Seattle police will launch body camera pilot program

by: David Ham Updated:

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SEATTLE, Wash. - In a few months, you could see a Seattle police officer wearing a camera.

"I believe body cameras on police officers is the future of policing," said Mayor Ed Murray.

Seattle police is getting ready to launch a program called Body Worn Video Pilot.

City Council member Bruce Harrell wants officers to test out two versions of body cameras: a camera on the chest, and one at eye level.

"The Seattle Police Department is always exploring new technologies and is excited to work with the mayor and the City Council on the implementation of the Body Worn Video Pilot program," said Drew Fowler, Seattle Police Public Information Officer.

According to City Council staff members, $150,000 has been set aside in the budget for the program.

In initial testing, six officers in the traffic unit will wear the cameras. No more than 12 cameras will be used during the pilot program.

The idea of a pilot program for Body Worn Video has been debated for years, but after negotiations between Harrell and the Seattle Police Officers Guild, an agreement has been reached to start the program.

Officers won't be forced to wear the cameras. As part of an agreement with the police union, SPD will solicit officers to volunteer for the program.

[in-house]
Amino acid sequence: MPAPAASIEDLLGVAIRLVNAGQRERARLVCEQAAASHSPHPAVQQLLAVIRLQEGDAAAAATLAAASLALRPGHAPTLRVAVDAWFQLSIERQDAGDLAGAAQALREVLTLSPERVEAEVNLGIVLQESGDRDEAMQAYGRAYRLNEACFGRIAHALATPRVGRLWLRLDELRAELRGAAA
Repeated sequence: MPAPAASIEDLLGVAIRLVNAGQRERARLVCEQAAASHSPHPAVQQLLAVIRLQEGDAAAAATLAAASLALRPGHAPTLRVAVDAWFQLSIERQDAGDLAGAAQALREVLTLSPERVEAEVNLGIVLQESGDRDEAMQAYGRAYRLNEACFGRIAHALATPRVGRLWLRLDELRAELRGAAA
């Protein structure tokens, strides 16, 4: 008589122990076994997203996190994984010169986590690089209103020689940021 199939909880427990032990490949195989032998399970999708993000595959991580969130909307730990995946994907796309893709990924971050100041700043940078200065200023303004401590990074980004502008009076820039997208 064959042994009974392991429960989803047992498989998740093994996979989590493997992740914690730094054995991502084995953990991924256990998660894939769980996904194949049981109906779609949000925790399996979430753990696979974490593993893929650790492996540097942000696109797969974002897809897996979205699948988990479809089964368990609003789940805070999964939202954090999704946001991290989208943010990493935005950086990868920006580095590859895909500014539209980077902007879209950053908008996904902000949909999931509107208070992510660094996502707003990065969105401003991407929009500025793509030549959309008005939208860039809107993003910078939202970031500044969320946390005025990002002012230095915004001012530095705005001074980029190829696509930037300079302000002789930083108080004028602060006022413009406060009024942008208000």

There are still concerns over privacy.

"We need to have a policy in place that clearly does not violate people's privacy. Just because you’re walking down the street and may have had a few doesn't mean you need to be recorded," said Murray.

"As for the logistics, our recommendation is that video that is potentially valuable for an oversight purpose should be flagged at the end of each shift and stored, but that all other recordings should be deleted within a short time frame. This would ensure that video cannot be later mined by the police and limit the amount of potentially sensitive video that would be available to the public via a public records request. For example, we would not want data captured while an officer is monitoring a peaceful political protest to be stored indefinitely and mined later," said Jamela Debelak of the ACLU.

City Council staff and SPD are still working on an interim policy for taking and storing the video.

Several other police jurisdictions are using the "body cams" -- especially in Kitsap County.

Bremerton and Poulsbo are both using them as part of pilot programs.

"We have 15 of them now and are still undergoing the pilot project, but the officers are enjoying the use of them.  We started getting them around January. We really haven’t found a down side to them at all.  They do an excellent job of protecting the officer and they also ensure that the police encounters are recorded, both to the benefit of the prosecutor’s office and the public.  A simple level of accountability on all persons involved that wasn’t there before," said Chief Alan Townsend, Poulsbo Police.

Bainbridge Island has been using them for the past three years.